New L3Harris space boss says it’s time to reconsider risk tolerance

COLORADO SPRINGS – China and Russia are using hypersonic weapons Able to evade US missile shields, the Pentagon is spending billions of dollars on infrared sensor satellites to counter the threat. Kelle Wendling, the new president of L3Harris Technologies’ Space Systems sector, says the US programs are not progressing as quickly as they could be.

Kelle Wendling became President of L3Harris Technologies’ Space Systems Sector in January.

“If it takes us 10 or 12 years to catch up, we’re going to put irrelevant capabilities into orbit, and that’s not where we want to be,” Wendling said SpaceNews.

L3Harris, a $17 billion defense contractor, is a key US government supplier of infrared sensors used in weather and environmental satellites, a technology the company spent years adapting for missile detection. It currently produces ballistic and hypersonic missile tracking satellites for the Space Development Agency and the Missile Defense Agency.

SDA’s first eight sensor satellites — four from L3Harris and four from SpaceX — are scheduled to launch in early 2023. MDA will launch two prototype infrared satellites — one from L3Harris and one from Northrop Grumman — in late 2023 to conduct experiments.

wendling has been with L3Harris for more than two decades and in January assumed leadership of the company’s national security space business, a sector within L3Harris Space & Airborne Systems. she said the urgency of the hypersonic missile threat requires the Department of Defense and the defense industry to adjust their risk tolerance and differentiate themselves from the commercial space sector.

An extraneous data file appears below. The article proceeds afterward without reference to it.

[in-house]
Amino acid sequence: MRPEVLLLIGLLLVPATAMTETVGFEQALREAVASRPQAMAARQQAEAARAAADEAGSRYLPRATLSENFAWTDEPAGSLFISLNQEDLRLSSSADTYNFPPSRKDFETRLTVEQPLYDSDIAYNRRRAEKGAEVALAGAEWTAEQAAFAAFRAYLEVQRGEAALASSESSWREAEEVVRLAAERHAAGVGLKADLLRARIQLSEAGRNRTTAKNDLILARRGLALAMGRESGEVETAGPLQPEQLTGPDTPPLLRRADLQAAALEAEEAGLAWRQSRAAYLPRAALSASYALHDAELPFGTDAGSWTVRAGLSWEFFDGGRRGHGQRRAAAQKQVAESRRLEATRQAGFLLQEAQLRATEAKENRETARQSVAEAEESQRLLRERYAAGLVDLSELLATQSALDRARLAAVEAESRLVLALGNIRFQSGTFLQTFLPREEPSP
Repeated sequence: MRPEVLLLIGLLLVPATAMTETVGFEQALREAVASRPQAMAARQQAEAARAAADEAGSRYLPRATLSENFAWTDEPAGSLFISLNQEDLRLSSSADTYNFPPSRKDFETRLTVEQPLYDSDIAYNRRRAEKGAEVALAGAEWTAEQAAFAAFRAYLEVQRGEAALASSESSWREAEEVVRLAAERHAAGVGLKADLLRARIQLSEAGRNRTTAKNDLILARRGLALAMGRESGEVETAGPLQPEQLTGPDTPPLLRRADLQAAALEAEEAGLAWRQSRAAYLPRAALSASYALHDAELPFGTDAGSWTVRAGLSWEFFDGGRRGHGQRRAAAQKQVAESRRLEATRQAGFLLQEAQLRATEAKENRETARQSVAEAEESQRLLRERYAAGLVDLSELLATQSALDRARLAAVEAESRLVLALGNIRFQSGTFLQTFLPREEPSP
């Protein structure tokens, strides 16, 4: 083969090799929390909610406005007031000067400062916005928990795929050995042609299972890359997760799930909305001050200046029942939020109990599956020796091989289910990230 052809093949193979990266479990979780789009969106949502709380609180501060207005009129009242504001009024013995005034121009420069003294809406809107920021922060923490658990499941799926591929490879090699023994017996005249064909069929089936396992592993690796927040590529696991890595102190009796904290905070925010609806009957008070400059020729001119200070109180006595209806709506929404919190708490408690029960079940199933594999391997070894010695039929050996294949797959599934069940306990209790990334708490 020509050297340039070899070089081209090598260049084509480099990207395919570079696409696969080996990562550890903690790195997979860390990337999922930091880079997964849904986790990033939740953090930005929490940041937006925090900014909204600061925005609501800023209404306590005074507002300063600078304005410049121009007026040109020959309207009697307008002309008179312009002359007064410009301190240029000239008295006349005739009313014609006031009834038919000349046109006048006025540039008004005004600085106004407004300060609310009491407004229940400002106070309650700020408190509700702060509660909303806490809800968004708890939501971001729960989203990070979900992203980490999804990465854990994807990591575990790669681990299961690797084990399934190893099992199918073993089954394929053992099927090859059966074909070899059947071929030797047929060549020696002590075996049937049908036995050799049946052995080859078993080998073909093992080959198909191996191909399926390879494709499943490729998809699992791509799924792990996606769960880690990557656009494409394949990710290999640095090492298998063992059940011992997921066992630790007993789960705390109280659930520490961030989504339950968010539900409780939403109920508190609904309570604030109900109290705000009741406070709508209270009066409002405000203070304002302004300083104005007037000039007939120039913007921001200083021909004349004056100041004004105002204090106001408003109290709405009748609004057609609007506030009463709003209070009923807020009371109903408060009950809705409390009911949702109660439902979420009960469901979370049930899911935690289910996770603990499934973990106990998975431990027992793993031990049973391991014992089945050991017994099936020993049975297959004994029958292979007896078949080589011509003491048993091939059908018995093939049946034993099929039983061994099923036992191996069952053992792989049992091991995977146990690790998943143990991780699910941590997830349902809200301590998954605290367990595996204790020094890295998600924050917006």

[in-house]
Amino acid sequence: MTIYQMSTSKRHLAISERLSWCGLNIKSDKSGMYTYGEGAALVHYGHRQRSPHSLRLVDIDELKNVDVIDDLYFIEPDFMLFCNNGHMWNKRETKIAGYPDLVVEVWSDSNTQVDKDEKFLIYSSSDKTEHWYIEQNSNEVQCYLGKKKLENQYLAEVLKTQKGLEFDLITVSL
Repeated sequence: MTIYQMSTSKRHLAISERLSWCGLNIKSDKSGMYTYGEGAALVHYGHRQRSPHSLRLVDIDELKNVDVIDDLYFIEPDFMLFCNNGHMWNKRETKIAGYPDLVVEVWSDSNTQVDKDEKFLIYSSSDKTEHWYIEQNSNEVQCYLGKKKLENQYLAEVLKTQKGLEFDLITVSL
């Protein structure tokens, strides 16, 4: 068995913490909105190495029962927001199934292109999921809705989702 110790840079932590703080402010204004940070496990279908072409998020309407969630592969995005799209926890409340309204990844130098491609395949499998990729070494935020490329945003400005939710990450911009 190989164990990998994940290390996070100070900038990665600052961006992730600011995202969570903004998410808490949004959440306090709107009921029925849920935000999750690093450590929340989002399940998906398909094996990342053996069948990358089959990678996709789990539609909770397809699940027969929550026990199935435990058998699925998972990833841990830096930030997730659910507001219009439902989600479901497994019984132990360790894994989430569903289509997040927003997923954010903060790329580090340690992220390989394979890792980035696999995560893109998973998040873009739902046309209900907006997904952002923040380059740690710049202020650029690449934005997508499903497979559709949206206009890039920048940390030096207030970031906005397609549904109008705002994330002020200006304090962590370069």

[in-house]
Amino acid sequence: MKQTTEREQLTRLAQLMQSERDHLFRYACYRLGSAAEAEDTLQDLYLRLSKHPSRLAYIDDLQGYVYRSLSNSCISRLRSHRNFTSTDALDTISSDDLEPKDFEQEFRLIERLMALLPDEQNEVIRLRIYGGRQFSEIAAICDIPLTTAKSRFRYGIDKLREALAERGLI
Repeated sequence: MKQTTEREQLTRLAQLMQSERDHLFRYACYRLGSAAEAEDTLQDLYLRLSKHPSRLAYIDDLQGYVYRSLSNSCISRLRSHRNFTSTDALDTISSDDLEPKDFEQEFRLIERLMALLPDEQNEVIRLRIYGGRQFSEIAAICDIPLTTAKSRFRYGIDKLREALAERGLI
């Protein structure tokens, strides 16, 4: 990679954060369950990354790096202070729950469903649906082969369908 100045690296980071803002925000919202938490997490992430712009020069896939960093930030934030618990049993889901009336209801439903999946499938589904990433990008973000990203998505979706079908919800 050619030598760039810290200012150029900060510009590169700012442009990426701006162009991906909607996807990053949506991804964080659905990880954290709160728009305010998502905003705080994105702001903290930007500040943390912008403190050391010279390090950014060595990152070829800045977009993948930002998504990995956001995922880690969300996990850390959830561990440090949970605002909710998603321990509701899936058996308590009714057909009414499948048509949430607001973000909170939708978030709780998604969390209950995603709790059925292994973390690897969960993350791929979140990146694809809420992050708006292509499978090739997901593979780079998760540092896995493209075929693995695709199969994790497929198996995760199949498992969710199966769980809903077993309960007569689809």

Big commercial space players like SpaceX are “really changing how we acquire and deploy capabilities, and they have a slightly higher tolerance for risk than we do,” she said. “Not only that, they’re also driving down costs. So we have to adapt.”

The technological risk in developing satellites to detect and track hypersonic missiles is significant because they are sophisticated weapons that can rotate, glide and maneuver, Wendling said. “And they fly at lower altitudes, which makes it incredibly difficult because they’re not as easy to pick out of the clutter.”

Industry has been developing increasingly sophisticated infrared sensing technologies, but given the urgency of the threat, “we have to move fast and get something off the ground,” she said. “The challenge is how do we change procurement, development, integration, testing and deployment so we can move through the cycle faster?”

“We had an interesting dialogue with the client about how some of the commercial players are approaching things,” Wendling said.

In the commercial space, “some are willing to change their software just before launch and that would make us very, very nervous,” she added. “Therefore, we and our customers have to discuss what risk tolerance we are willing to accept.”

The missile tracking satellites that L3Harris is developing for DoD are being tested in labs, and “we believe this capability can be performed from space,” Wendling said. But things in the space environment don’t always work exactly as planned, she noted. In DoD acquisitions, any type of technical setback can derail a program. To avoid such an outcome, “we shouldn’t just talk about design and development, but also how we recover when something doesn’t work.”

“We need to start moving to a more agile approach, and I know that word is overused, but we need a more agile environment in which to deploy capabilities,” Wendling said.

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